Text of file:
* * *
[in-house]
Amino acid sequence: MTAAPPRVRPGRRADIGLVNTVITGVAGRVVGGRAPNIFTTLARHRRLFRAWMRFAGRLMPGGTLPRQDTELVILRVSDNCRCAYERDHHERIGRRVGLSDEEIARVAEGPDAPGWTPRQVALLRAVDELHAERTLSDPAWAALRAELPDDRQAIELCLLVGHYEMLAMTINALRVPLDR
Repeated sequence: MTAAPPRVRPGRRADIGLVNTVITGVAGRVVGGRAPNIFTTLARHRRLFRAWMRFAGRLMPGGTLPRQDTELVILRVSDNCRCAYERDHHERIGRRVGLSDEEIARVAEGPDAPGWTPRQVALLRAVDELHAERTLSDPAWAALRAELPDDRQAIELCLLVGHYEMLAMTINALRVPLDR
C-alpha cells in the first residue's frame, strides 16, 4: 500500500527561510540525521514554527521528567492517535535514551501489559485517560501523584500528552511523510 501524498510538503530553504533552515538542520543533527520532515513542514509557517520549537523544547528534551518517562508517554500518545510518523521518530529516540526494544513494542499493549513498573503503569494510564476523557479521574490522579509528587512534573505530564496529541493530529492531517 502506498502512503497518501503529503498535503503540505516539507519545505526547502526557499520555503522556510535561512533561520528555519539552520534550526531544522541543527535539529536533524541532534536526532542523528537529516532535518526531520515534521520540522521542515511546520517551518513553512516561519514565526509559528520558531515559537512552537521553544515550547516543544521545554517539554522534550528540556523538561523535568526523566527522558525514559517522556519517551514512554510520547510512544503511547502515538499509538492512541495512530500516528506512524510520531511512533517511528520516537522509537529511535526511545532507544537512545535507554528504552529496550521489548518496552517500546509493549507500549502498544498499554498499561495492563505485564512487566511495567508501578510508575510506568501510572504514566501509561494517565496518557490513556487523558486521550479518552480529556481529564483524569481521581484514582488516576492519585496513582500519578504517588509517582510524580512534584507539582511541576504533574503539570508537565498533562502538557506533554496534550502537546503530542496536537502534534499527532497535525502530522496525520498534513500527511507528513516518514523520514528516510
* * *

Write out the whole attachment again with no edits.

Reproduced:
[in-house]
Amino acid sequence: MTAAPPRVRPGRRADIGLVNTVITGVAGRVVGGRAPNIFTTLARHRRLFRAWMRFAGRLMPGGTLPRQDTELVILRVSDNCRCAYERDHHERIGRRVGLSDEEIARVAEGPDAPGWTPRQVALLRAVDELHAERTLSDPAWAALRAELPDDRQAIELCLLVGHYEMLAMTINALRVPLDR
Repeated sequence: MTAAPPRVRPGRRADIGLVNTVITGVAGRVVGGRAPNIFTTLARHRRLFRAWMRFAGRLMPGGTLPRQDTELVILRVSDNCRCAYERDHHERIGRRVGLSDEEIARVAEGPDAPGWTPRQVALLRAVDELHAERTLSDPAWAALRAELPDDRQAIELCLLVGHYEMLAMTINALRVPLDR
C-alpha cells in the first residue's frame, strides 16, 4: 500500500527561510540525521514554527521528567492517535535514551501489559485517560501523584500528552511523510 501524498510538503530553504533552515538542520543533527520532515513542514509557517520549537523544547528534551518517562508517554500518545510518523521518530529516540526494544513494542499493549513498573503503569494510564476523557479521574490522579509528587512534573505530564496529541493530529492531517 502506498502512503497518501503529503498535503503540505516539507519545505526547502526557499520555503522556510535561512533561520528555519539552520534550526531544522541543527535539529536533524541532534536526532542523528537529516532535518526531520515534521520540522521542515511546520517551518513553512516561519514565526509559528520558531515559537512552537521553544515550547516543544521545554517539554522534550528540556523538561523535568526523566527522558525514559517522556519517551514512554510520547510512544503511547502515538499509538492512541495512530500516528506512524510520531511512533517511528520516537522509537529511535526511545532507544537512545535507554528504552529496550521489548518496552517500546509493549507500549502498544498499554498499561495492563505485564512487566511495567508501578510508575510506568501510572504514566501509561494517565496518557490513556487523558486521550479518552480529556481529564483524569481521581484514582488516576492519585496513582500519578504517588509517582510524580512534584507539582511541576504533574503539570508537565498533562502538557506533554496534550502537546503530542496536537502534534499527532497535525502530522496525520498534513500527511507528513516518514523520514528516510